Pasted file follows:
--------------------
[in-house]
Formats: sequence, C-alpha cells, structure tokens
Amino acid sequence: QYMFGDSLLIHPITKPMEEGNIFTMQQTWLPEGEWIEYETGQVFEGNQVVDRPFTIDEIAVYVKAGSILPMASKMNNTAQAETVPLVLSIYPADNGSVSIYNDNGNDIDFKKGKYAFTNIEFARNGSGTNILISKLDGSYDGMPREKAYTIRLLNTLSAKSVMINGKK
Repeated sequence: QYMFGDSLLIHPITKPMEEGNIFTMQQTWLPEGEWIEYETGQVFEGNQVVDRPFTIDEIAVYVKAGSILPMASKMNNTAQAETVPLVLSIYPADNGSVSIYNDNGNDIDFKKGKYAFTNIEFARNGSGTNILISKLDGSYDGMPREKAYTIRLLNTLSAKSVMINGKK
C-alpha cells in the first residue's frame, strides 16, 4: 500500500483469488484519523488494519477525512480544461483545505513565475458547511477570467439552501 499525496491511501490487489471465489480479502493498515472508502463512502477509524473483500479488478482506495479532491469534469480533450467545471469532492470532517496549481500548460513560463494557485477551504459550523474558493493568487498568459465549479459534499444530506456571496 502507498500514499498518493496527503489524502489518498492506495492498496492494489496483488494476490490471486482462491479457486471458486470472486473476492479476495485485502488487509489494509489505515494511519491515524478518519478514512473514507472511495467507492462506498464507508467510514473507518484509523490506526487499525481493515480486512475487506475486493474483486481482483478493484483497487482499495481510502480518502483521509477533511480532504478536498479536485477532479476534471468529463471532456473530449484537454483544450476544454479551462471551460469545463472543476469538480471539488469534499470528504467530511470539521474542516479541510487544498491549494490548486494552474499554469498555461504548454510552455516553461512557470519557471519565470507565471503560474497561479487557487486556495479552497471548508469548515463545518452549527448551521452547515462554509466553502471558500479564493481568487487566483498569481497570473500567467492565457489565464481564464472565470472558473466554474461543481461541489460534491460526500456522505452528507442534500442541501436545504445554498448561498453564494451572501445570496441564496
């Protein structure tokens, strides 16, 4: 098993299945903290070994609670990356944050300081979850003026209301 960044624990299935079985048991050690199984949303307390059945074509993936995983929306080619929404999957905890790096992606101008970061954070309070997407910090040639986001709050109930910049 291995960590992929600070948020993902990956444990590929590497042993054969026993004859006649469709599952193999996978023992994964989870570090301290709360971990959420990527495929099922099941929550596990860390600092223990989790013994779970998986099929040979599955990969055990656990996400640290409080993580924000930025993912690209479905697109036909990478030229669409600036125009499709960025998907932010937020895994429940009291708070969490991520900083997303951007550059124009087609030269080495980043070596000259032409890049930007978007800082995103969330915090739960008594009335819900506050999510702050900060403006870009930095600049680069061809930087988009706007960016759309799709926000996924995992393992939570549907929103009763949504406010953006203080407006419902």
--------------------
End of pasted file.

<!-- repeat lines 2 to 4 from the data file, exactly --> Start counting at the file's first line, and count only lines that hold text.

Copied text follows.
Formats: sequence, C-alpha cells, structure tokens
Amino acid sequence: QYMFGDSLLIHPITKPMEEGNIFTMQQTWLPEGEWIEYETGQVFEGNQVVDRPFTIDEIAVYVKAGSILPMASKMNNTAQAETVPLVLSIYPADNGSVSIYNDNGNDIDFKKGKYAFTNIEFARNGSGTNILISKLDGSYDGMPREKAYTIRLLNTLSAKSVMINGKK
Repeated sequence: QYMFGDSLLIHPITKPMEEGNIFTMQQTWLPEGEWIEYETGQVFEGNQVVDRPFTIDEIAVYVKAGSILPMASKMNNTAQAETVPLVLSIYPADNGSVSIYNDNGNDIDFKKGKYAFTNIEFARNGSGTNILISKLDGSYDGMPREKAYTIRLLNTLSAKSVMINGKK